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April 9, 2008

The Ability of Comics to influence Readers in times of War – Colin McGuire

Comic books have long been used as a form of propaganda in varying degrees. During times of crisis and war, comic books use their ability to impose influence to send out messages to readers concerning various wartime issues. Comic books take into account the use of characters, stereotypes, and story lines to produce a more effective reaction from its readers. The comic books were not limited to a certain age group or class. Children, adults, or anyone in between could read them. They used characters with stereotypical aspects as examples to portray villains in an animated way, while representing true-life enemies in actuality. The artists and writers were able to include complex political and social issues, but in a more obvious form than current movies of the time were able to. The aim and goal of the comic books were to give children hope for the outcome of the war. The comic books were upbeat and patriotic, and through engaging characters were able to help children gain a sense of contributing to the war effort. They called for boys and girls to do their part by collecting scrap paper, metal, war bonds, and to remain aware of secret enemy spies. The comics pushed for involvement of the United States in the war and for an Allied effort. Through the comics, juveniles were able to associate real enemies with those of the animated ones in the comic books. The issue of women in comic books played along the same story line as that of reality. In the comic books women held more domestic type of heroic roles and not those of combat. This was a necessity for many Americans as it was not acceptable for a woman to be in direct combat.
The most famous and patriotic superhero was Captain America. Captain America fought enemies both domestic and abroad. The most distinguishing aspect about Captain America was that he had a sidekick, Bucky Barnes. Captain America, like many other American superheroes had a uniform that consisted of mostly red, white, and blue.
Comic books were successful propaganda in creating support for the troops and also for the United States government. Many comic books were political in nature and covered the frustration of Americans during World War II and the attacks of 9/11. There was a high desire for comic book companies to relate their heroes to greater conflicts against terrorism. Comic book agencies were effective in their attempts to get their message across of support for the U.S. (Cord)

Scott, Cord. Written in Red, White, and Blue: A Comparison of Comic Book Propaganda from World War II and September 11. The Journal of Popular Culture. P. 325 – 341. November 2, 2007.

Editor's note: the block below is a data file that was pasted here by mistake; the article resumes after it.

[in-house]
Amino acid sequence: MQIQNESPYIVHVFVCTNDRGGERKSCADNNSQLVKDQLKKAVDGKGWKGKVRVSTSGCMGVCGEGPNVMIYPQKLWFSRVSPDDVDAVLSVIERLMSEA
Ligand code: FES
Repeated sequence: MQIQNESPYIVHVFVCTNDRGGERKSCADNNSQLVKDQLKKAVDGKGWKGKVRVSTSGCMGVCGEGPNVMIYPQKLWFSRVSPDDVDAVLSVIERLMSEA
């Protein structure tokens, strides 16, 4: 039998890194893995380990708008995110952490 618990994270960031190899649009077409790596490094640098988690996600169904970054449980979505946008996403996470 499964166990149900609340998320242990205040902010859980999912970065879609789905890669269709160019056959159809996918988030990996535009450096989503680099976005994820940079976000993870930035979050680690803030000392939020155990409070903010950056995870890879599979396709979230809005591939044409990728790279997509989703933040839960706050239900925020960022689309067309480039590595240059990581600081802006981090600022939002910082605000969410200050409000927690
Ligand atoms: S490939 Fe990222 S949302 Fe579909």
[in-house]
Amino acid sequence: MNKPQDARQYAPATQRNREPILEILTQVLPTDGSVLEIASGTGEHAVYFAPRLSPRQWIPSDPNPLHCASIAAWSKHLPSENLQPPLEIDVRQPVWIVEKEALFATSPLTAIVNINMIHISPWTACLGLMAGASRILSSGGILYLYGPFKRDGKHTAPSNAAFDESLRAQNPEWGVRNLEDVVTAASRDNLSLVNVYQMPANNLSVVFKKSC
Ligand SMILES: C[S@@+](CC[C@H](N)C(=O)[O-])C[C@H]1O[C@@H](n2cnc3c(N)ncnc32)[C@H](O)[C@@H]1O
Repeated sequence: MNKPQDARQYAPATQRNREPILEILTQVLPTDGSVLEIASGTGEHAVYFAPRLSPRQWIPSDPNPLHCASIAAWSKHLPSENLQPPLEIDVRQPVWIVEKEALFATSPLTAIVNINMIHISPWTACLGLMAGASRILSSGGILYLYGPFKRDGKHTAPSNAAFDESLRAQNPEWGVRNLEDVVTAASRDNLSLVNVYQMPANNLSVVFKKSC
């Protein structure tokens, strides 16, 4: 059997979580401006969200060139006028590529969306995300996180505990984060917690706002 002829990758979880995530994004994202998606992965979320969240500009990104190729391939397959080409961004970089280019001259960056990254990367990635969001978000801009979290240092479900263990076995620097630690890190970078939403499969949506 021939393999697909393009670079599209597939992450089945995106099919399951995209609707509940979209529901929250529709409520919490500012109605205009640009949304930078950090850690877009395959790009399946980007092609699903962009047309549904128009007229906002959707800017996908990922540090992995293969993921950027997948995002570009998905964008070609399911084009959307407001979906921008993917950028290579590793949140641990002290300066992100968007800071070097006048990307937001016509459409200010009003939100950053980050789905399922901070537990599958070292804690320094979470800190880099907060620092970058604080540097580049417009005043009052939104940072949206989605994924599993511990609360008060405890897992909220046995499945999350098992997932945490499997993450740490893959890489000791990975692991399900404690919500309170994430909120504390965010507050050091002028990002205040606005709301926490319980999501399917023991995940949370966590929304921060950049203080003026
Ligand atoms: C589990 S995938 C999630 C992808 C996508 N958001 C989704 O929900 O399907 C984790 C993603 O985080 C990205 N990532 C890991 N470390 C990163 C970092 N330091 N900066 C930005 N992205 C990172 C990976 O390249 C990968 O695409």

H.Getachew- Saving Private Ryan and Postway Memory in America

The reading, Saving Private Ryan and Postway Memory in America by John Bodnar argues the 1998 movie, Saving Private Ryan by director Steven Spielberg intensely depicts the “brutality of the war? while protect the “image of the American Soldier? (805) Spielberg remembers parts of the war and neglects the rest.

Bodnar explains the war movies of the 1940’s glorified “collective goals over individual one.? The images showed and promoted individual sacrifice for the American people. The American soldiers were represented as the good guys, who don’t want war but are fighting the evils to protect the American freedom for all. The images hardly showed any brutality or death. Hollywood was required by the OWI to make pro-war movie that showed America in a positive image. But the movie Private Ryan “does not say that personal sacrifice is glorious as does or free of death and trauma.? (817) This kind of challenging common war movies ideas started in the 1950’s. During that time the American public started to question war. It became more comprehensible that war was devastating and meaningless. In Noir films Americans can see how they can be just as evil as the enemy. It looked how mankinds acted in time of war, regardless of nationality.

Private Ryan focused on “moral individuals rather than by democratic reforms? (808) The movie exams the pain and the tram of the soldiers and the sacrifices they made, but it follow it up with a larger message that they did not die in vain. “The pain of the American combat soldier is revealed but is ultimately placed within a larger frame of patriotic valor. (806) Bondnar agues that movie looks at the war in a context of individual behavior instead of the larger ideas and values of war. Director Spielberg choice this method of remembering the past in a more individualized way, because of “the conservative politics of the film? I agree with Bodnar that by glorifying the soldiers in movies like Saving Private Ryan, to some degree it also glorifies the war.

I think Hollywood has come a long ways since the 1940 in its depiction of war movies, but there are still some topics that are not covered in the movie because of fear. There are only a few movies at this time on Iraq war and it has been 5 years still not one popular film that directly address the war and the American foreigner policy. Like the movie Saving Private Ryan, the mainstream American media is looking at the war in individual stories like soldiers and the family they left behind, but afraid to challenge the war itself.